I'll give Driscoll the benefit of the doubt; there's no way he can pack 100% crazy into the book. The really damning pull quotes are portions, not the entirety of his book.
That they were deliberately written and placed in his book, then defended, however, is pretty much the problem. "But I didn't take a dump on ALL of the cupcakes before serving them to the guests!" isn't a great defense.
The first chapter began with as much machismo and bravado as I expected, but took a better turn as I read on.
The second chapter isn't too bad thus far, all about friendship as the base to a good marriage.
It focuses at first on the marriage of Martin Luther, in which the wife is discussed as being quite a strong minded and strong willed woman. Nothing derogatory about that, which is cool. My only complaint so far with the chapter is that he does the modern sermon thing with the word FRIEND as an acronym, which is a bit of a pet peeve.
I'm less horrified than expected, but I do sense the expected tone of judgement on his wife and bravado about himself at times.
I'm trying... I think that if I head the complementarian view, this chapter would be bearable... but it feels like he says "don't be a chauvinist" in one breath and then says chauvinistic things in the next.
He makes the argument in chapter 3 that a man who does not provide for his family is worse than a non-believer, insinuating not so subtlely that a stay at home dad or a man who's wife make the bulk of the income is worse than a non-believer.
He indicates that the Bible is clear on this and does so in a way that I can see how easily someone reading could be like, "oh, well... if that's what the Bible says..." in easy agreement.
The notation on the bottom of the page is 1 Timothy 5:8. In the NIV, it reads, "Anyone who does not provide for their relatives, and especially for their own household, has denied the faith and is worse than an unbeliever."
So in quick glance, maybe he's right... but perhaps a little bit of exegetical thinking would attempt to put it in context. One need not look very far, as the paragraph that surrounds this verse is about taking care of the widows in the community.
Further exploration may lead someone to ACTUALLY look at the context of what society looked like in that time and place.
Interestingly enough, This post discusses some of the trouble with that particular example.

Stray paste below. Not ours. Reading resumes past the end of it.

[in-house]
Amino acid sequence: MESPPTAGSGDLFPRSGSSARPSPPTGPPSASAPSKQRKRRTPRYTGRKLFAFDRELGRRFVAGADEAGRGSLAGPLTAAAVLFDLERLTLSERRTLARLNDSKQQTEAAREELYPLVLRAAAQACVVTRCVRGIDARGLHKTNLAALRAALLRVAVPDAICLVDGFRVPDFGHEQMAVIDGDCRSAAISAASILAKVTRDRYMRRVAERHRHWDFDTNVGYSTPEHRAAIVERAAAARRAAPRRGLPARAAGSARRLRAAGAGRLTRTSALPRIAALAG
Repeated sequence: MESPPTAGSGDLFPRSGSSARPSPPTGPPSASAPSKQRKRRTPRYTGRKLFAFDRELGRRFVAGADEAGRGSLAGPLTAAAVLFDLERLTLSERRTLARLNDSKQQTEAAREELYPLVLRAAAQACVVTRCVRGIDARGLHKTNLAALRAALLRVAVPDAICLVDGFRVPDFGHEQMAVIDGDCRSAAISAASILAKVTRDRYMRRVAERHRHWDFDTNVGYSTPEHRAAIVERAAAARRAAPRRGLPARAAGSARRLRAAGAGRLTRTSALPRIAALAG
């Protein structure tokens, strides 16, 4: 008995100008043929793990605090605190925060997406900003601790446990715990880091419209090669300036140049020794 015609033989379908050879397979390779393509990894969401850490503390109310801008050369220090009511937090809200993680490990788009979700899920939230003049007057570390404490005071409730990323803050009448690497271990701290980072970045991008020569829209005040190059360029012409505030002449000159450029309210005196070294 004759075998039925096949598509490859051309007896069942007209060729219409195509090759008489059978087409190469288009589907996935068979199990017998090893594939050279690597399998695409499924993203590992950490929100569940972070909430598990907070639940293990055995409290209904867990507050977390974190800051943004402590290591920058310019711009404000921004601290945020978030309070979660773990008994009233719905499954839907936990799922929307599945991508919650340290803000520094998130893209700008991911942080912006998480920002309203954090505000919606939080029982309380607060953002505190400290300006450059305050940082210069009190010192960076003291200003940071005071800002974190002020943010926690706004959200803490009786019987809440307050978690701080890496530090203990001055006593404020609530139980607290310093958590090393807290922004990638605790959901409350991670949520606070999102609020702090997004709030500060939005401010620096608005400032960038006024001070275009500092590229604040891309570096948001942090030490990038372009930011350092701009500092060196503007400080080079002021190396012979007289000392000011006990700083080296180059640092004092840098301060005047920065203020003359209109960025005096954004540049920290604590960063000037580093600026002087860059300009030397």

quote: So, what happens if it makes better sense for a family if the mother works and the father stays home to raise the children? You come up for “review” with the leadership of the church, that’s what. A man who will stay home with his children while his wife works comes under the same kind of scrutiny as a man who is cheating on his wife. It becomes a question of whether said man is “fit to lead.” This is justified, because, apparently, Mark’s Bible says so.
Exegetically, Mark takes too many liberties in 1) giving narrow definitions for terms that are either contextually or culturally bound in the text, and in 2) insisting that such notions be applied to the lives of Christians as if they were the actual theological principles found in the texts, and in 3) using wisdom literature as prescriptive rather than descriptive.
For an instance of #1 and #2, in this broadcast posted on YouTube, you can see the basic hermeneutical approach utilized by Mark and his wife. They use 1 Timothy 5:8 which says, “but a man that will not provide for his own and especially for those of his household, he has denied the faith, and is worse than an unbeliever” as an injunction against both a father that would stay home and take care of his family in order for his wife to work, and as an injunction against a father that allows his wife to work outside of the home - at all. Mark even goes as far as to acknowledge that some have complained that he takes the Bible out of its cultural context, but does nothing to answer the criticism.
That's an interesting issue, actually -- I mean, I'm not even a Christian and I'm living the externally recognizable form of complimentarianism. (IE, I'm employed, Catherine isn't, she does a lot of crafting.) I don't think I can be considered a complimentarian by any means, though.
On the other hand, I talk about my feelings and I've never punched a dude in the junk, so I'm not really living up to God's highest on those fronts.
thepaintedman- that's how i feel. I want to stay home and raise kids while my husbands works. I don't think that's right for everyone, nor is it what everyone wants. (NOR is it exactly what I demand or may even get).